The effect of file sharing and digital media on the music business is well documented. Over the span of the previous decade, record sales and shipments have decreased exponentially. CD album shipments peaked at 13 Billion in 2000, but now stand at a mere 4.27 Billion, which is a 22% drop from 2008 alone. Simply put, people are no longer buying albums to hear music anymore. Downloading is free, fast, and easy. Therefore, the masses are literally only a mouse click away from enjoying whatever music they choose. However, there are still a few artists who manage to put up decent numbers during the music business’s great depression. The Lil Wayne’s, Kanye’s and Jay-Z’s of the world are still able to move units. This is not because people want to simply hear the music, but because devoted fans want to support their favorite artists, and devoted fans are cultivated by quality albums.

    This trend has put the industry in a compromising position. Labels can only sell records by artists with a history of producing quality albums, but the time, effort, and money put into an album from a new artist is unlikely to be reciprocated in album sales. The solution to this problem is being found right where it all started: Mixtapes. Recent mixtapes are less about beatjacking and remixing, and more about studio quality production, all star features, and album worthy material.

    A few years ago artists like G-Dep, Memphis Bleek, and Drag-On could be featured on a few hits and release a debut album with confidence that interest would promote album sales. Now however, it doesn’t make sense to waste the production cost on a debut album with the likely risk of a flop. Instead, new artists are essentially debuting albums through mixtapes. Drake’s So Far Gone is widely regarded as one of 2009’s best albums (and was nominated for a Grammy award despite its original release as a free download), with singles like “Successful” and “Best I Ever Had” gaining respectable radio play. This massive acclaim was all accomplished through digital media and without any shipment or promotion costs. When Drake finally drops his long anticipated album, he will likely do larger numbers than more recent debut artists because his following is album based. Similarly, we see J. Cole, Wiz Khalifa, Dom Kennedy and the like, following the same game plan, putting quality work into mixtapes that might have been reserved for albums in the past, in an attempt achieve album selling potential.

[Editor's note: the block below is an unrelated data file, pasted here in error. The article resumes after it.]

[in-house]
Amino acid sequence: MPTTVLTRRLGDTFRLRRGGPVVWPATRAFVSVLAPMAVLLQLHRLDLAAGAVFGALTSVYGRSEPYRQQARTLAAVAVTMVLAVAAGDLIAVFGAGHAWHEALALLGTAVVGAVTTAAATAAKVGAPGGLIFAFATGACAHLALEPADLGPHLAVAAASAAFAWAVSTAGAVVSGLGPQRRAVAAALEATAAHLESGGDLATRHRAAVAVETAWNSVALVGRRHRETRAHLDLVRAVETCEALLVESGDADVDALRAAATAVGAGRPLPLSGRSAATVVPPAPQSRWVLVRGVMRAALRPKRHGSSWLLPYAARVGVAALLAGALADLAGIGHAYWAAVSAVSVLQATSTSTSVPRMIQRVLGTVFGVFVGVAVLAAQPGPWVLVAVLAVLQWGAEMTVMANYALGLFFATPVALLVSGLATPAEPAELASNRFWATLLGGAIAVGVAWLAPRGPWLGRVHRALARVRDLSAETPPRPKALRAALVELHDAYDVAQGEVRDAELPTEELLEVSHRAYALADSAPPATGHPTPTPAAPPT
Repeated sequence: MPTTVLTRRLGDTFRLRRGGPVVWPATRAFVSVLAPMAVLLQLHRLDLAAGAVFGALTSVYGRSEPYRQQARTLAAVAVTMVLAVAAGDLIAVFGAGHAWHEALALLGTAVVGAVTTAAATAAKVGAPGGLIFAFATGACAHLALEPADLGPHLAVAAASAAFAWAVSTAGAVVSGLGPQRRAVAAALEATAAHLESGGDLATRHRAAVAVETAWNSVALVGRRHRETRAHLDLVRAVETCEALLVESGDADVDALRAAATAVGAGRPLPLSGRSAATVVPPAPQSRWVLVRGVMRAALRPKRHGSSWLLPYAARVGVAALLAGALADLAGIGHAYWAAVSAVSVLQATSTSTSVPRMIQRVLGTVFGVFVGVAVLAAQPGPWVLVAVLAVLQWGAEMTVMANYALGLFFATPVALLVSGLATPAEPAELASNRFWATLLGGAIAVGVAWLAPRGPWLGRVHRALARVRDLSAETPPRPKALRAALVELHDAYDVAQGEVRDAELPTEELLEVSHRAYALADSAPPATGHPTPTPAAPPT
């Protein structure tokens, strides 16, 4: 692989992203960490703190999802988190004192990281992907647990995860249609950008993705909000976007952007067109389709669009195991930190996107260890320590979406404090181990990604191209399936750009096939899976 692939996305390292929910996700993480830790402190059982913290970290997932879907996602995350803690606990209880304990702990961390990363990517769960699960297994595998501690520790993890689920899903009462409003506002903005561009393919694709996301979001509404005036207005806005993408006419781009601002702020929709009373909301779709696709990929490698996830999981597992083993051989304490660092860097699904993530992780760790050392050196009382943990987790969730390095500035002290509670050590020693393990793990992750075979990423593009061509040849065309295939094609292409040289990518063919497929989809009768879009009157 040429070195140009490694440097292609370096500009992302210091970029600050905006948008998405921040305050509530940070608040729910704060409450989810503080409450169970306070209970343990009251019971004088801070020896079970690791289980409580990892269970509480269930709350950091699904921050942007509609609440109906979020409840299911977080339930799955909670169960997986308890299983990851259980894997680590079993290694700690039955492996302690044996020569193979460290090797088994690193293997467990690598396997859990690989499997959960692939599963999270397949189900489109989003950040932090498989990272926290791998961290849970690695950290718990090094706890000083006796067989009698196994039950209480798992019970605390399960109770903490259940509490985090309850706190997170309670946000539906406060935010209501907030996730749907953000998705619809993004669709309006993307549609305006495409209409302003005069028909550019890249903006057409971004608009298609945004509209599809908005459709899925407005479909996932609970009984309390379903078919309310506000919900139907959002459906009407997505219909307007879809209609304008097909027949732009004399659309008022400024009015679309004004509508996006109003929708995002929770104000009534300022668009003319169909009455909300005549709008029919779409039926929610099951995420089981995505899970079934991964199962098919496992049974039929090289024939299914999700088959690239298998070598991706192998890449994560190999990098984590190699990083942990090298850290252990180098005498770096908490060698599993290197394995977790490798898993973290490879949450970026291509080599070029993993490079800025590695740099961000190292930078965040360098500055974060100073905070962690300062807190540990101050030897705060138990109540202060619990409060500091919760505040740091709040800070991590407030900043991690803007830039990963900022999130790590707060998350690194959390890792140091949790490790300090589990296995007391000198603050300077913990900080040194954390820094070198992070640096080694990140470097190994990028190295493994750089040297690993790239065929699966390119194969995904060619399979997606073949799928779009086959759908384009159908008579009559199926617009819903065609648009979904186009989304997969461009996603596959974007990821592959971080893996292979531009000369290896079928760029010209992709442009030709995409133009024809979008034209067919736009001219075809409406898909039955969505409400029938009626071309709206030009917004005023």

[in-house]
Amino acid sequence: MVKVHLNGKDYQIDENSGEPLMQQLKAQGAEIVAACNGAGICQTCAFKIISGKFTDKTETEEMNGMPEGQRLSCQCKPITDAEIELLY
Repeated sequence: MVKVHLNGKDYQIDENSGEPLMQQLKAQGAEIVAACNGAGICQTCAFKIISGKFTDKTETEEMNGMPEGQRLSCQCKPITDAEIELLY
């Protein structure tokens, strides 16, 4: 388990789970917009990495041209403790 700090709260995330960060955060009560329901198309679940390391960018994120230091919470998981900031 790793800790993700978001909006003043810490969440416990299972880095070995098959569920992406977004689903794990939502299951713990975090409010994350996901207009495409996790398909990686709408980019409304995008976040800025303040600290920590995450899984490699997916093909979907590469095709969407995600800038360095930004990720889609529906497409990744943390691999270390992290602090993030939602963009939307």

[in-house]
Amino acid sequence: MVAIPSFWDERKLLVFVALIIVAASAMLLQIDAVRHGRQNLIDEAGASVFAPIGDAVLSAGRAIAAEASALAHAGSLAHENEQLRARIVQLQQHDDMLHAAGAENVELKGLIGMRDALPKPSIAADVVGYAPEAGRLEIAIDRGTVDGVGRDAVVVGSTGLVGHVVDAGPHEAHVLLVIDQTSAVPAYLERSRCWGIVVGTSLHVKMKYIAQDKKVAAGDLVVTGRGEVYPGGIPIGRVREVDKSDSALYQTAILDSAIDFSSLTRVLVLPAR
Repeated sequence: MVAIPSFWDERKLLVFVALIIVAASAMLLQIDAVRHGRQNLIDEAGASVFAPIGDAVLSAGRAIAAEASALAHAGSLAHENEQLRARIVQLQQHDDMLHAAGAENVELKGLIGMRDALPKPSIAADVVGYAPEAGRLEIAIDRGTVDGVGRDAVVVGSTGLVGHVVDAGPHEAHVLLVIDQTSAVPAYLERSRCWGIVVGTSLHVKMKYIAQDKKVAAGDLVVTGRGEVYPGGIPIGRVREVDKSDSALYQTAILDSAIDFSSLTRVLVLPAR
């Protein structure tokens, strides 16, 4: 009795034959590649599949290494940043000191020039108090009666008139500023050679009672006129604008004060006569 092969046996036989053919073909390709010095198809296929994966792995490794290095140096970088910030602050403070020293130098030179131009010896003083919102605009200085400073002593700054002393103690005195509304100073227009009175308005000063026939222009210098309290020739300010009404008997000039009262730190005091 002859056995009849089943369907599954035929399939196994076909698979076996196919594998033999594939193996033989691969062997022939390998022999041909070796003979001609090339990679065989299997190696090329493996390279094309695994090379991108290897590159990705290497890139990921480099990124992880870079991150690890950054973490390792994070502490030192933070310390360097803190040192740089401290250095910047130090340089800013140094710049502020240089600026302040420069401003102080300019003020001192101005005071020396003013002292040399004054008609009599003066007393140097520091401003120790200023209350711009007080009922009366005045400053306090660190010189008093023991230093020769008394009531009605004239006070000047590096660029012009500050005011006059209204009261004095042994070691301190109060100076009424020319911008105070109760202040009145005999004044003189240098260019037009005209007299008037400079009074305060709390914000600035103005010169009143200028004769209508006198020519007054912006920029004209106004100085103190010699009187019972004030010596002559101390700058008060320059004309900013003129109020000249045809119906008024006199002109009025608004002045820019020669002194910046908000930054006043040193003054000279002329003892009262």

Previously, mixtapes existed as an alternative to albums. Now mixtapes have actually seemed to save album sales by creating authenticated exposure that the public is thirsty for in an acutely low risk fashion. Additionally, the mixtapes still represent what they once did for established artists, serving as a platform for (BHF Alum) Lupe, Fab, Wayne, or 50 to append their album releases with fresh content in the more traditional mixtape form.

    The mixtape has come a long way, and has represented many different things over time. But in all cases and in all aspects of Hip-Hop, the public has traveled in stride in dictating how mixtapes will exist to feed their musical tastes. In the end, just as it was the beginning, the streets and the people set the tone. And now we can enjoy the history and future of mixtapes and our music, as the culture that we created continues to keep our ears, minds, hearts satisfied….until we decide to change the game again.

Discussion 2 Responses

  1. June 2, 2010 at 1:22 pm

    This was a very interesting article. I think it covered every possible aspect of the mixtape and how important it is to hip-hop. I remember in high school how people cared about the new Clue more than a rapper’s new album dropping. It also, makes people yearn for more i.e. Drake’s upcoming LP. Now, the mixtape is the new album and is the force behind the resurgence of “real hip-hop.” A lot of the new artist are more concern about lyrical content than spinning rims and I appreciate that. Good article!

  2. June 19, 2010 at 3:37 pm

    Excellent job on the research..I’ve been lookin for an overview of the history and the potential of the mixtape’s future for sometime now and this completely nailed it…